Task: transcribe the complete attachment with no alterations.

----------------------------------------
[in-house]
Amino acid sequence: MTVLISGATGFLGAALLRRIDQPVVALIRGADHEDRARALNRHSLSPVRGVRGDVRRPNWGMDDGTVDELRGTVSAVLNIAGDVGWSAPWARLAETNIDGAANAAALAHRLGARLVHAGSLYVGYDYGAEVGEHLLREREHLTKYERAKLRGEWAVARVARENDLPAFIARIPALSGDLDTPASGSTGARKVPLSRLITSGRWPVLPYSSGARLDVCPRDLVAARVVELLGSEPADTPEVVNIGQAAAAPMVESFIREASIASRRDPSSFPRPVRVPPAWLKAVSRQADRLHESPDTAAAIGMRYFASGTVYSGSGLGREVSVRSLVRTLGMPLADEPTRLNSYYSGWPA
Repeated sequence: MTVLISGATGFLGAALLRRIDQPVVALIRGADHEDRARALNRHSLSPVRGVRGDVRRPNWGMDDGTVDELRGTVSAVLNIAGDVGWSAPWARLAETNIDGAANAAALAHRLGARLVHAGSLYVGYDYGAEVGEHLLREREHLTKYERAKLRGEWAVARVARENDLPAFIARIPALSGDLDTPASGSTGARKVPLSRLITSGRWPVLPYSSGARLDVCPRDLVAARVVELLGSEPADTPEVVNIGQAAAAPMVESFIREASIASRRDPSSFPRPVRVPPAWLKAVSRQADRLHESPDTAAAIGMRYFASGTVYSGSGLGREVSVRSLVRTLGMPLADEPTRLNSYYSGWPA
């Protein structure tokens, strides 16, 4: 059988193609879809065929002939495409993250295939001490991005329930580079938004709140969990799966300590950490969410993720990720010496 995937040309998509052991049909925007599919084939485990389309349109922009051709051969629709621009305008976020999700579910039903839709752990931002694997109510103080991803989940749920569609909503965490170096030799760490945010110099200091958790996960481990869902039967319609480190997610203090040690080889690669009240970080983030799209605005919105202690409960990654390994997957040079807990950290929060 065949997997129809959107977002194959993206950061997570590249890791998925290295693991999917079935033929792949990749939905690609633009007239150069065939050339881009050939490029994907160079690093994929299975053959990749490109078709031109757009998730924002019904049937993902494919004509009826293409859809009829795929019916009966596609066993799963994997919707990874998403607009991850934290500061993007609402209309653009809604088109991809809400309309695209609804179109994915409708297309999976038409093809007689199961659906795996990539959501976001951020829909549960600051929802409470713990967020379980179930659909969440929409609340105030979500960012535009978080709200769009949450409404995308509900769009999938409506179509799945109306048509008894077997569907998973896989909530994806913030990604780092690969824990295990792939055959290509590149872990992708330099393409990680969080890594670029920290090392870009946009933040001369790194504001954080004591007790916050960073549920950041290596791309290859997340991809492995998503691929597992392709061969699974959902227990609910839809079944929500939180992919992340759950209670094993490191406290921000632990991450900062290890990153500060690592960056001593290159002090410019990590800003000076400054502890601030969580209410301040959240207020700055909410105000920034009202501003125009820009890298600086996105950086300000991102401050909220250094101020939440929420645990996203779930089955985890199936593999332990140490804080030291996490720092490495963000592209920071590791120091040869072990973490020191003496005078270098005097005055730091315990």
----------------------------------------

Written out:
[in-house]
Amino acid sequence: MTVLISGATGFLGAALLRRIDQPVVALIRGADHEDRARALNRHSLSPVRGVRGDVRRPNWGMDDGTVDELRGTVSAVLNIAGDVGWSAPWARLAETNIDGAANAAALAHRLGARLVHAGSLYVGYDYGAEVGEHLLREREHLTKYERAKLRGEWAVARVARENDLPAFIARIPALSGDLDTPASGSTGARKVPLSRLITSGRWPVLPYSSGARLDVCPRDLVAARVVELLGSEPADTPEVVNIGQAAAAPMVESFIREASIASRRDPSSFPRPVRVPPAWLKAVSRQADRLHESPDTAAAIGMRYFASGTVYSGSGLGREVSVRSLVRTLGMPLADEPTRLNSYYSGWPA
Repeated sequence: MTVLISGATGFLGAALLRRIDQPVVALIRGADHEDRARALNRHSLSPVRGVRGDVRRPNWGMDDGTVDELRGTVSAVLNIAGDVGWSAPWARLAETNIDGAANAAALAHRLGARLVHAGSLYVGYDYGAEVGEHLLREREHLTKYERAKLRGEWAVARVARENDLPAFIARIPALSGDLDTPASGSTGARKVPLSRLITSGRWPVLPYSSGARLDVCPRDLVAARVVELLGSEPADTPEVVNIGQAAAAPMVESFIREASIASRRDPSSFPRPVRVPPAWLKAVSRQADRLHESPDTAAAIGMRYFASGTVYSGSGLGREVSVRSLVRTLGMPLADEPTRLNSYYSGWPA
């Protein structure tokens, strides 16, 4: 059988193609879809065929002939495409993250295939001490991005329930580079938004709140969990799966300590950490969410993720990720010496 995937040309998509052991049909925007599919084939485990389309349109922009051709051969629709621009305008976020999700579910039903839709752990931002694997109510103080991803989940749920569609909503965490170096030799760490945010110099200091958790996960481990869902039967319609480190997610203090040690080889690669009240970080983030799209605005919105202690409960990654390994997957040079807990950290929060 065949997997129809959107977002194959993206950061997570590249890791998925290295693991999917079935033929792949990749939905690609633009007239150069065939050339881009050939490029994907160079690093994929299975053959990749490109078709031109757009998730924002019904049937993902494919004509009826293409859809009829795929019916009966596609066993799963994997919707990874998403607009991850934290500061993007609402209309653009809604088109991809809400309309695209609804179109994915409708297309999976038409093809007689199961659906795996990539959501976001951020829909549960600051929802409470713990967020379980179930659909969440929409609340105030979500960012535009978080709200769009949450409404995308509900769009999938409506179509799945109306048509008894077997569907998973896989909530994806913030990604780092690969824990295990792939055959290509590149872990992708330099393409990680969080890594670029920290090392870009946009933040001369790194504001954080004591007790916050960073549920950041290596791309290859997340991809492995998503691929597992392709061969699974959902227990609910839809079944929500939180992919992340759950209670094993490191406290921000632990991450900062290890990153500060690592960056001593290159002090410019990590800003000076400054502890601030969580209410301040959240207020700055909410105000920034009202501003125009820009890298600086996105950086300000991102401050909220250094101020939440929420645990996203779930089955985890199936593999332990140490804080030291996490720092490495963000592209920071590791120091040869072990973490020191003496005078270098005097005055730091315990």